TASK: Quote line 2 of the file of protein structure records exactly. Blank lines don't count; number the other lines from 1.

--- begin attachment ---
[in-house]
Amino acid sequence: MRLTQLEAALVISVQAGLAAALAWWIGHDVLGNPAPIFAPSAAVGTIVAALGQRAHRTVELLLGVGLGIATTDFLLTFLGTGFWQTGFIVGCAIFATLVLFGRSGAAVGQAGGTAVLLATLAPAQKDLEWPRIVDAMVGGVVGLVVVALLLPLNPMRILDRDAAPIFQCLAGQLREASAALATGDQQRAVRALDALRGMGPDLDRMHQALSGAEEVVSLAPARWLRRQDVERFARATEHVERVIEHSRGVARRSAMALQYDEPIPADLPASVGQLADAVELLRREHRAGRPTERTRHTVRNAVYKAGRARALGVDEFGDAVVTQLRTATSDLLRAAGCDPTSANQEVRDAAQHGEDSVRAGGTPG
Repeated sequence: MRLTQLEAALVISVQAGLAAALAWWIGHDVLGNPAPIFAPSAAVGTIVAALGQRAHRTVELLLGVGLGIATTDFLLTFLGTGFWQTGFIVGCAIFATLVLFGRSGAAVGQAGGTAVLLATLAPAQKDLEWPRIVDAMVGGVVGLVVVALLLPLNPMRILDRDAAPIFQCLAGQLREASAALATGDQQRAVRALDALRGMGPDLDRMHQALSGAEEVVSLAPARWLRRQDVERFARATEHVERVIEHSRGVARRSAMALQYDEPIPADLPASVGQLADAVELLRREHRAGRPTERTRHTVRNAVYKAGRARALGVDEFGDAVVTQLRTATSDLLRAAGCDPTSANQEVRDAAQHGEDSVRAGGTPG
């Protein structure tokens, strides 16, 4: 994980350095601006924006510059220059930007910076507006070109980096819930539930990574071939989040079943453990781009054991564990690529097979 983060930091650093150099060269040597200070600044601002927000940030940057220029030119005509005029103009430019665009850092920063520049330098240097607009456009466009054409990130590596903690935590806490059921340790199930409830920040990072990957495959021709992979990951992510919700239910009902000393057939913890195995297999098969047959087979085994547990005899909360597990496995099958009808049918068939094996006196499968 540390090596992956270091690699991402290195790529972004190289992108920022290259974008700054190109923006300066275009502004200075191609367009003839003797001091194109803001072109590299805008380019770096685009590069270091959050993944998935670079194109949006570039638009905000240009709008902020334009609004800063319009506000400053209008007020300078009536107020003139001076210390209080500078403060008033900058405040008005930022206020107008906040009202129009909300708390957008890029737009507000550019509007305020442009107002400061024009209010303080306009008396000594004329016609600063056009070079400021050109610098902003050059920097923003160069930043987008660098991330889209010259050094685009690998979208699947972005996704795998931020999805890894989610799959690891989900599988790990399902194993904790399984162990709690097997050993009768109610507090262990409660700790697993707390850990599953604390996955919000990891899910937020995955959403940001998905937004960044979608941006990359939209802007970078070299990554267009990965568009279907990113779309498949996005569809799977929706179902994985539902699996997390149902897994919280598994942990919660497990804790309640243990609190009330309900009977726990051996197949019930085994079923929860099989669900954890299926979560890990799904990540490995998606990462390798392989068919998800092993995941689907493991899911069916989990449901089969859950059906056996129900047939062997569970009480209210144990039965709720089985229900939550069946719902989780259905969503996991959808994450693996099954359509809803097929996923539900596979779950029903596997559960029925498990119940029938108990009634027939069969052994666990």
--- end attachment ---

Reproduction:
Amino acid sequence: MRLTQLEAALVISVQAGLAAALAWWIGHDVLGNPAPIFAPSAAVGTIVAALGQRAHRTVELLLGVGLGIATTDFLLTFLGTGFWQTGFIVGCAIFATLVLFGRSGAAVGQAGGTAVLLATLAPAQKDLEWPRIVDAMVGGVVGLVVVALLLPLNPMRILDRDAAPIFQCLAGQLREASAALATGDQQRAVRALDALRGMGPDLDRMHQALSGAEEVVSLAPARWLRRQDVERFARATEHVERVIEHSRGVARRSAMALQYDEPIPADLPASVGQLADAVELLRREHRAGRPTERTRHTVRNAVYKAGRARALGVDEFGDAVVTQLRTATSDLLRAAGCDPTSANQEVRDAAQHGEDSVRAGGTPG